-- NASA engineers still hope to rouse a slumbering Phoenix lander and wring the last science out of the mission to Mars' North Pole.
The solar-powered craft landed in May, enjoying around-the-clock sunshine during the Martian summer. Now facing winter, the lander receives eight fewer hours of recharging sunlight each day.
An unexpected dust storm last week further cut sunlight during a high-energy work day, coming at the "worst time," says project chief Barry Goldstein of NASA's Jet Propulsion Laboratory in Pasadena, Calif. The storm caught the lander when its batteries were most depleted and cut communications for two days. Goldstein compared the spacecraft to a laptop computer with low batteries that forces itself to shut down as soon as it starts up, further draining its batteries.
"Nothing we can do can fight the environment," Goldstein says. But "by the end of the week, I'm hopeful we can resume science," he says, since the dust storm has lightened enough for the lander to communicate daily with mission controllers.
The mission is two months past its original three-month planned lifetime of chemically analyzing ice frozen in the Martian Arctic. In July, the lander confirmed that ice is in the soil; it later saw the first snowfall spotted on Mars.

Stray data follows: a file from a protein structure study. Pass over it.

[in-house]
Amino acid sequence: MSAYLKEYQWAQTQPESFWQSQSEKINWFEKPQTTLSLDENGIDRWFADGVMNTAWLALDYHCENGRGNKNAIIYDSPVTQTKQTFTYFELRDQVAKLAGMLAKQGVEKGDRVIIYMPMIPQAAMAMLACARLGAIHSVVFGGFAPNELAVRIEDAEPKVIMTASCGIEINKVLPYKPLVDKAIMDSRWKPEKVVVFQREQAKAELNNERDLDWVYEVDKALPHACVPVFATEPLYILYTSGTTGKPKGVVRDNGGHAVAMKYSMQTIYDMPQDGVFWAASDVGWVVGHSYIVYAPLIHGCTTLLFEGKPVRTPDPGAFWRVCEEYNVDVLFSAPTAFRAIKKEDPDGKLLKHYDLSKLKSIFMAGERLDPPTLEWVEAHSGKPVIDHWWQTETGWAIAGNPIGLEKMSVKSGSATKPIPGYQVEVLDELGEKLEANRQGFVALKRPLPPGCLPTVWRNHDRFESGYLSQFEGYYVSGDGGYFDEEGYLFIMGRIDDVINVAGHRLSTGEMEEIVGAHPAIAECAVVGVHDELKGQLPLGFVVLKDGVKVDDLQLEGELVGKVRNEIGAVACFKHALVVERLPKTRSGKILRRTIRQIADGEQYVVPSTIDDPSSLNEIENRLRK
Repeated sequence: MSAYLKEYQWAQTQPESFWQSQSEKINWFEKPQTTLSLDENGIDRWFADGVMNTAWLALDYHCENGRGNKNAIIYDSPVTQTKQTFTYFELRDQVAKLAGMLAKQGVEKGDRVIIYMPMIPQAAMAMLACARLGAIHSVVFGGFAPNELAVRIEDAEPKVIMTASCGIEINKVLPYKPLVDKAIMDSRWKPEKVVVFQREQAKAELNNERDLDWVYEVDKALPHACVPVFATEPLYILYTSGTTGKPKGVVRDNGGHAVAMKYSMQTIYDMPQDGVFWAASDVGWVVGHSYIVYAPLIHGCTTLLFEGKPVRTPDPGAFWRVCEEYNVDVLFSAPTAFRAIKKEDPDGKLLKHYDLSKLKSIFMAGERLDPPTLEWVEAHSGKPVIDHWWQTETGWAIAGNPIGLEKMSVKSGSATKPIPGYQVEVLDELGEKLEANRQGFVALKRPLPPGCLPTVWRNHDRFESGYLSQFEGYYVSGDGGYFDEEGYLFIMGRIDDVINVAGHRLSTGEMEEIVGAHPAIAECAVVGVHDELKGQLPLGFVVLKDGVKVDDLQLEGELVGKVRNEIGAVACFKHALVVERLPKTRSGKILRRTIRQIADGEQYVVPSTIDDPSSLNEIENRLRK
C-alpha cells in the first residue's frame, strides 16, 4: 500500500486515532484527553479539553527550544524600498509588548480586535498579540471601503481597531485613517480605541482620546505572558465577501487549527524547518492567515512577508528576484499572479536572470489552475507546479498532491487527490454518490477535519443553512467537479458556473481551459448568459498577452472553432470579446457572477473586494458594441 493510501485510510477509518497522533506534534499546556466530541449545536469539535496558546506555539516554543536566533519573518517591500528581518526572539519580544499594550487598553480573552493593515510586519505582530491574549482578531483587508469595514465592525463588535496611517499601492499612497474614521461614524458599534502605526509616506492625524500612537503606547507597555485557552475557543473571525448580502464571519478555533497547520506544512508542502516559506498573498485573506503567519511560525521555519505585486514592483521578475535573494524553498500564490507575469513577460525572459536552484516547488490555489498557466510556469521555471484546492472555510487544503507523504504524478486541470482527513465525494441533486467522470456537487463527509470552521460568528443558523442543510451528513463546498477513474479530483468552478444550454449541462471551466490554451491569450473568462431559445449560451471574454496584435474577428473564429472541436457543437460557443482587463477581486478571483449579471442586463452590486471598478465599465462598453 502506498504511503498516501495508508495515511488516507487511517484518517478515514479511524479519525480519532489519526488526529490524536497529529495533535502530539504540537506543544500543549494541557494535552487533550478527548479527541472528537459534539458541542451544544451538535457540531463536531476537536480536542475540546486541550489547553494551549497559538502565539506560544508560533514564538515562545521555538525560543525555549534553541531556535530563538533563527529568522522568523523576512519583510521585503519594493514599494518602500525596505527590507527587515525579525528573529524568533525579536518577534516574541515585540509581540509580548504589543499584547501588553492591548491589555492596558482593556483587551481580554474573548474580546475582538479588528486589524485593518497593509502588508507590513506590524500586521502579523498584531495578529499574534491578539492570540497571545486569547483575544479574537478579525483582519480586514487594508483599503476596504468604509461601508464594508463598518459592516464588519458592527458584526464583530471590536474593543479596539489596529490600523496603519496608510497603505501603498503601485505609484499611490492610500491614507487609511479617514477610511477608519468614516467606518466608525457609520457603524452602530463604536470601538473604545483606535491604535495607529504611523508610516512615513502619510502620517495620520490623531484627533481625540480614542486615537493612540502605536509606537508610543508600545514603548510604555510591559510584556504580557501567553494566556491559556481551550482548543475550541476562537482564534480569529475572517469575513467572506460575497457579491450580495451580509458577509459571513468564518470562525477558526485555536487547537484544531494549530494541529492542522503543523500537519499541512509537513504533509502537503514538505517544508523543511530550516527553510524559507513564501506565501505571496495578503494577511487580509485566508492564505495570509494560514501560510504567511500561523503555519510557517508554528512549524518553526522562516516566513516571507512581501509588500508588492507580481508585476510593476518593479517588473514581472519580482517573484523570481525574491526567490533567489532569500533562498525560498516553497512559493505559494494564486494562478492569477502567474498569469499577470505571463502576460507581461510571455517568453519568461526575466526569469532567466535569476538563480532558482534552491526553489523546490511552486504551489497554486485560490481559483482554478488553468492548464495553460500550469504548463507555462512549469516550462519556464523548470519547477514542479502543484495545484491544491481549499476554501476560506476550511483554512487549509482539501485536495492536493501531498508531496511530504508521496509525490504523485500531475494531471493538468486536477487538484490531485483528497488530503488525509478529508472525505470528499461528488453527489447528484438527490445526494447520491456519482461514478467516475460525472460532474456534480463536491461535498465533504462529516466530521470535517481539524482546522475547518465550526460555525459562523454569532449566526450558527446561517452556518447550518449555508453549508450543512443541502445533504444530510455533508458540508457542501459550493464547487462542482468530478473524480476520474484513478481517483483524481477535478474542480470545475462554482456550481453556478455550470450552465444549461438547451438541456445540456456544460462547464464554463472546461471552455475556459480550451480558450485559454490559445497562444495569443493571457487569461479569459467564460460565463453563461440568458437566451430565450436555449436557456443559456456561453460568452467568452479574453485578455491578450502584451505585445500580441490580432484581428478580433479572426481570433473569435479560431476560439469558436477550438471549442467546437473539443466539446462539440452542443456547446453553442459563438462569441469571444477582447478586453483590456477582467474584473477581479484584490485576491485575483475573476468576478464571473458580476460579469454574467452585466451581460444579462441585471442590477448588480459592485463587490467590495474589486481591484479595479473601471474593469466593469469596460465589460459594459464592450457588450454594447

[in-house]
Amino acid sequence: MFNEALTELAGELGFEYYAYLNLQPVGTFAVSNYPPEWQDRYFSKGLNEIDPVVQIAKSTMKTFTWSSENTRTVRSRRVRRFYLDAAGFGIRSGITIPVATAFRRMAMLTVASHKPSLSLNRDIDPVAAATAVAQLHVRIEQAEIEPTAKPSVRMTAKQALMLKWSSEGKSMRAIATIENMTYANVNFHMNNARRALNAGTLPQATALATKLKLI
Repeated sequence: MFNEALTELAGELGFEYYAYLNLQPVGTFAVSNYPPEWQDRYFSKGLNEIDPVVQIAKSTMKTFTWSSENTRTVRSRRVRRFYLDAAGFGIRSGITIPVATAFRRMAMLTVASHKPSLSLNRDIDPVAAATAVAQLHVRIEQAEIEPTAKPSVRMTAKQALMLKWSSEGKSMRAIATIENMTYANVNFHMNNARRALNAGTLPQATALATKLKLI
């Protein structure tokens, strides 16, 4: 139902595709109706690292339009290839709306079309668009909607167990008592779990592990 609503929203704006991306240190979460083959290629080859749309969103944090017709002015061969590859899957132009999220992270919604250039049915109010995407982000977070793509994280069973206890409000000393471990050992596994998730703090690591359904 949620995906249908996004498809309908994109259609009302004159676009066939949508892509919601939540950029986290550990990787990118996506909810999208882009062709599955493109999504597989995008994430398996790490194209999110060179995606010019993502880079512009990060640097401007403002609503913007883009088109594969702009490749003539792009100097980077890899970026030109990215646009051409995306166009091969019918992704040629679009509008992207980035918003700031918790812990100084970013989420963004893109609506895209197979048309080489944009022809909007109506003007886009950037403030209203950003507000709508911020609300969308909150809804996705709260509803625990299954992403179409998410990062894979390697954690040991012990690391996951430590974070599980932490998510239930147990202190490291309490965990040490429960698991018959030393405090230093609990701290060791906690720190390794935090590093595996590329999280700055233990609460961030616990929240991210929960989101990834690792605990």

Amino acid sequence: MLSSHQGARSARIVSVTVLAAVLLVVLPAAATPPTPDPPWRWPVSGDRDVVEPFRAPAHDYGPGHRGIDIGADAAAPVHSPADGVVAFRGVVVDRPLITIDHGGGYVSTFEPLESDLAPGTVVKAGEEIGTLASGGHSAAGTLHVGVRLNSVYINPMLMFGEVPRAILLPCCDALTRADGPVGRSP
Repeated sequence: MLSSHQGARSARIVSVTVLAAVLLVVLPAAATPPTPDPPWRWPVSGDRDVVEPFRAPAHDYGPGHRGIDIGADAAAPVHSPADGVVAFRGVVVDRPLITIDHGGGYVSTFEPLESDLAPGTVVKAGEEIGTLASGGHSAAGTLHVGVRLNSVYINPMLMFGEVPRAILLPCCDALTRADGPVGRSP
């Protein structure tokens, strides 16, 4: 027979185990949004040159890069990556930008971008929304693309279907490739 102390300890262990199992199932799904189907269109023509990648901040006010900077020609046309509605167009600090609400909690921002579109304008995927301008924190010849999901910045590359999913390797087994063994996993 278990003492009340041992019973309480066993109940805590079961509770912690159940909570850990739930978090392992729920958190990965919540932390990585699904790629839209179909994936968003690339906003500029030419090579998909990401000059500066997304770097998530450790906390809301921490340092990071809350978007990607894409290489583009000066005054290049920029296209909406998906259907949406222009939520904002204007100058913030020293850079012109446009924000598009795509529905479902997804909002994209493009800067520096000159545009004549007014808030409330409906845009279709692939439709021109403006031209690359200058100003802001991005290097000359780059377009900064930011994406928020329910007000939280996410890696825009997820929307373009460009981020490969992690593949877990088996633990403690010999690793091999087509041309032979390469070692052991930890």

"We're very happy we completed the primary mission. Anything beyond that time was a bonus," says mission scientist Ray Arvidson of Washington University in St. Louis. If the mission continues, the lander will act as a weather station, transmitting meteorological details from the ground as the Mars northern plains ice over. "We have snow, we have ice, we have dust storms. There is a lot of exciting weather going on right now there," Arvidson says.
The next step is sending power-saving instructions before the lander's batteries go completely, which Goldstein gives 50-50 odds of success.